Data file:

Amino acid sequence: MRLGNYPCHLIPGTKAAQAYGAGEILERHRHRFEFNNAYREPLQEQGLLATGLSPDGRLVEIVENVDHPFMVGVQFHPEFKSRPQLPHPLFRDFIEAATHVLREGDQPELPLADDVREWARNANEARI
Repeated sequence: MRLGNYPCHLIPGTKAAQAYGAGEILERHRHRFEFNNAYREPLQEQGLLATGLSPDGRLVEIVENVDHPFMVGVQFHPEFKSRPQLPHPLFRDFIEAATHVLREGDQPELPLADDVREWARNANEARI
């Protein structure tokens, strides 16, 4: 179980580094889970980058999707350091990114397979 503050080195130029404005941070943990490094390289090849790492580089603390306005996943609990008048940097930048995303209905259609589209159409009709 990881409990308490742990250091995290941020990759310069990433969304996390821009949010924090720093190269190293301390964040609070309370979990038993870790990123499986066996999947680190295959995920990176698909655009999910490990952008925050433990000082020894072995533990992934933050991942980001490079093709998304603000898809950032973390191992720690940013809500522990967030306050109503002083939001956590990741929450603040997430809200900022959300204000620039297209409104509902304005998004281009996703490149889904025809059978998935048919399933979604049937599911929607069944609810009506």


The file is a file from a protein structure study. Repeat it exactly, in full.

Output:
Amino acid sequence: MRLGNYPCHLIPGTKAAQAYGAGEILERHRHRFEFNNAYREPLQEQGLLATGLSPDGRLVEIVENVDHPFMVGVQFHPEFKSRPQLPHPLFRDFIEAATHVLREGDQPELPLADDVREWARNANEARI
Repeated sequence: MRLGNYPCHLIPGTKAAQAYGAGEILERHRHRFEFNNAYREPLQEQGLLATGLSPDGRLVEIVENVDHPFMVGVQFHPEFKSRPQLPHPLFRDFIEAATHVLREGDQPELPLADDVREWARNANEARI
């Protein structure tokens, strides 16, 4: 179980580094889970980058999707350091990114397979 503050080195130029404005941070943990490094390289090849790492580089603390306005996943609990008048940097930048995303209905259609589209159409009709 990881409990308490742990250091995290941020990759310069990433969304996390821009949010924090720093190269190293301390964040609070309370979990038993870790990123499986066996999947680190295959995920990176698909655009999910490990952008925050433990000082020894072995533990992934933050991942980001490079093709998304603000898809950032973390191992720690940013809500522990967030306050109503002083939001956590990741929450603040997430809200900022959300204000620039297209409104509902304005998004281009996703490149889904025809059978998935048919399933979604049937599911929607069944609810009506």